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Hastings' Dictionary of the New Testament [1]

POPULATION. —Ancient statistics are proverbially unreliable, and in no department are they less trustworthy than in the reckoning of population. Except for military or fiscal purposes, the inhabitants of a Roman province were not liable to be counted, while, even in such cases, the estimate, when preserved, is at best approximate. The sole information, of any precise and fairly contemporary character, as to the population of Galilee in the days of Jesus, is to be found in Josephus BJ , iii. iii. The historian there observes that the Galilaeans have always been numerous. The fertility of the soil induced the inhabitants to cultivate it, and trading was carried on assiduously. ‘Moreover, the cities lie very thick, and the numerous villages are everywhere so populous, owing to the richness of the soil, that the smallest of them contains over 15,000 inhabitants.’ This is probably an exaggeration, due to the historian’s desire of glorifying the country; but even when one discounts his statements fairly, a residuum of fact remains, corroborated by the occasional allusions of the Gospels to the thickly populated districts in which Jesus lived and preached. If Josephus could muster 100,000 warriors from the province, some thirty years after the ministry of Jesus, and if the larger towns, like Scythopolis, included over 30,000 inhabitants, it is probable that the population of Galilee, during the first quarter of the first century, must have exceeded one million, if not two millions, since it included over 200 towns and villages within an area of about 100 square miles. Certainly, the Galilee into which Jesus brought His gospel ( Mark 1:14), with its cities like Capernaum ( Mark 1:21), its country-towns ( Mark 1:38), and country-districts, was no thinly peopled tract. Crowds repeatedly gather round Him ( Mark 1:45,  Mark 2:13,  Mark 4:1 etc.). His presence is the signal for multitudes to assemble, and although these were naturally drawn from the cities (cf.  Mark 6:33 f.), the same holds true of the rural districts (cf.  Mark 6:53 f.). A motto for the Galilaean ministry might well be found in the words, ‘In those days again there was a great crowd’ ( Mark 8:1), whether Jesus was in the populous cities by the Lake or touring through the inland synagognes. ‘Save in the recorded hours of our Lord’s praying, the history of Galilee has no intervals of silence and loneliness; the noise of a close and busy life is always audible; and to every crisis in the Gospels and in Josephus we see crowds immediately swarm’ ( HGHL [Note: GHL Historical Geog. of Holy Land.] , p. 421).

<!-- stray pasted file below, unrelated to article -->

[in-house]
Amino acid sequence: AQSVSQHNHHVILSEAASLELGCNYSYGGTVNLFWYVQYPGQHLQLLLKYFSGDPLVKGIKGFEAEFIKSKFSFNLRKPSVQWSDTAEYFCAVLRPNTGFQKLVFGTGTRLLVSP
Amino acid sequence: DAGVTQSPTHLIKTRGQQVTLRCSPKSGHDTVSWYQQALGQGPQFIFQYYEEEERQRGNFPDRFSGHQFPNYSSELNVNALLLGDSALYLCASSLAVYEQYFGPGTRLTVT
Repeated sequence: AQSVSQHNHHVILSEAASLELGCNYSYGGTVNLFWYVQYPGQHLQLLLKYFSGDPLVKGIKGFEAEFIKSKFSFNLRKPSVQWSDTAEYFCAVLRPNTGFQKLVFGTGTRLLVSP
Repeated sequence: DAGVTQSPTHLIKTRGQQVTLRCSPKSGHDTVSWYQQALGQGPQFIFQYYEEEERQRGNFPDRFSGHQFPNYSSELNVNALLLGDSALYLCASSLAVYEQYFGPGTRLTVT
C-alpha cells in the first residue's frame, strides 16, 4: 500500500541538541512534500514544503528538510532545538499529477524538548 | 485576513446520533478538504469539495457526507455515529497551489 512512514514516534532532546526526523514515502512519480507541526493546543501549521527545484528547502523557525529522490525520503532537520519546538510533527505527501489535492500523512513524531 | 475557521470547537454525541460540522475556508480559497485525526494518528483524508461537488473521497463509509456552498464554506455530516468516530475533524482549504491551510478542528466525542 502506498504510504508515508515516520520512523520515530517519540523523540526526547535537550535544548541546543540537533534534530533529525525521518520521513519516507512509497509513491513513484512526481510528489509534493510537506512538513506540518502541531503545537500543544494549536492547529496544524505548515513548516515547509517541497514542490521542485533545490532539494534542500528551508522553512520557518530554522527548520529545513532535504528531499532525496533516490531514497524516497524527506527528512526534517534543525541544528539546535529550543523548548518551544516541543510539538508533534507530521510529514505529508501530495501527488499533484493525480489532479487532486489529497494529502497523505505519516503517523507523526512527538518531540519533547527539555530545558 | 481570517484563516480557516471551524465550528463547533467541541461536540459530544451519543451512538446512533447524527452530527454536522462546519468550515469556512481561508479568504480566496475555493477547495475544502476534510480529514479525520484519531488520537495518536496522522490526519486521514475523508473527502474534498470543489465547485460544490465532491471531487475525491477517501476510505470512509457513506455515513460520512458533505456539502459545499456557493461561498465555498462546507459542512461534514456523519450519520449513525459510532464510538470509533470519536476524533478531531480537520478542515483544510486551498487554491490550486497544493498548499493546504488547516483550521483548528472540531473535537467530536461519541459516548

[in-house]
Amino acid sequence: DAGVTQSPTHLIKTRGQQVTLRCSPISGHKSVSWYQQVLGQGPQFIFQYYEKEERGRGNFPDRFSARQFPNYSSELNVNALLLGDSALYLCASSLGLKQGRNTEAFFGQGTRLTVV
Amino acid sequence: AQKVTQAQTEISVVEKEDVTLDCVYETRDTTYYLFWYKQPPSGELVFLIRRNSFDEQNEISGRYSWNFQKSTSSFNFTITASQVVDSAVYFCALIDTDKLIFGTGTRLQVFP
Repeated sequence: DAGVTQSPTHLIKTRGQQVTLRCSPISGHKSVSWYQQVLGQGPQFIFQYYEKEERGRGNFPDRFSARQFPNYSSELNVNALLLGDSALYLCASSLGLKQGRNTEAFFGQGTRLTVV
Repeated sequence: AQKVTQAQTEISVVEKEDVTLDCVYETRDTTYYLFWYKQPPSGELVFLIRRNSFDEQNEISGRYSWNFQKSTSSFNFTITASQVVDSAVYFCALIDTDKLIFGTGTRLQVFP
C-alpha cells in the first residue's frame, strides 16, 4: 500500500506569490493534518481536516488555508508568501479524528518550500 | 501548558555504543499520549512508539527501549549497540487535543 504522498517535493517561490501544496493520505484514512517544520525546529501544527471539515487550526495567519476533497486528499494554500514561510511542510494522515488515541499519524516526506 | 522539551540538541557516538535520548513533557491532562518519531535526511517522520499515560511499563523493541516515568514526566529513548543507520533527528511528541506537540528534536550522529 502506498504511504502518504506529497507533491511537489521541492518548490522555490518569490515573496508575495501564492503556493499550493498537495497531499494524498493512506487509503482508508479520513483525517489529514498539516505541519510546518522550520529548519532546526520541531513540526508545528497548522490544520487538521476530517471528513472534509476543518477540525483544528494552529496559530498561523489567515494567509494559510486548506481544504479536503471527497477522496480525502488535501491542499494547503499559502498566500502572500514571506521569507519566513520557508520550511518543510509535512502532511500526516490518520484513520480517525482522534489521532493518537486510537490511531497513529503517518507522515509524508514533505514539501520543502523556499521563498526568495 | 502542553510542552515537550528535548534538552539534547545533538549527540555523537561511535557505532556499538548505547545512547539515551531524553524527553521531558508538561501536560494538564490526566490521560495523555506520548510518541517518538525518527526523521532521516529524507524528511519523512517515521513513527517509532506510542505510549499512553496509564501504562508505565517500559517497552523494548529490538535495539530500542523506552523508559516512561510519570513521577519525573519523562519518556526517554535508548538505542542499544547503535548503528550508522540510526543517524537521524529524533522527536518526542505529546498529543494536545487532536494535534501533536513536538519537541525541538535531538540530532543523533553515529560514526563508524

Eastward, it was otherwise. Gaulanitis, on the opposite side of the Lake, was more bare and wild, and to this quarter Jesus resorted at least once ( Mark 4:35 f.) for some privacy, when pressed by the crowds of Capernaum and the neighbourhood. The population here was thinner. Villages were more widely scattered, and, apart from the southern federation of cities known as the Decapolis, there was a comparative lack of important towns. On the later spread of Christianity in Peraea, see Harnack’s Mission und Ausbreitung des Christentums , pp. 414 f. [English translation ii. 252 f.]. How far the Christian churches in that district were recruited from a mission of Jesus it is difficult to say, since it is uncertain how much St Luke has grouped from other sources under his account of the Peraean journey ( Luke 9:51 etc., cf.  Mark 10:1), and since the outbreak of the Jewish War drove many Christians from the west to the east of the Jordan. In any case, Peraea was less thickly populated than Galilee, though larger in extent. Josephus [ loc. cit. ,) describes it as ‘for the most part desert and rough, and much less adapted than Galilee for the growth of cultivated fruits.’ Samaria, on the opposite side of the Jordan, numbered a larger population proportionately. But if Jesus worked here, it was only en route from Galilee to Judaea.

The crowds which Jesus found at Jerusalem were naturally drawn from the country-districts, so that they afford no reliable clue to the exact population of the capital, although, if we may trust the calculations of Josephus ( BJ vi. ix.), it must have been capable of including, at the Passover season, more than three millions of people. Over two and a half million orthodox worshippers were reckoned at one census under Nero.

Literature.—Schürer, HJP [Note: JP History of the Jewish People.] , ii. i. 2f.; Selah Merrill, Galilee in the Time of Christ  ; Besant, The City and the Land , p. 113 f.; Keim, Jesus of Nazara , English translation vol. ii. p. 6 f.

J. Moffatt.

Webster's Dictionary [2]

(1): ( n.) The act or process of populating; multiplication of inhabitants.

(2): ( n.) The whole number of people, or inhabitants, in a country, or portion of a country; as, a population of ten millions.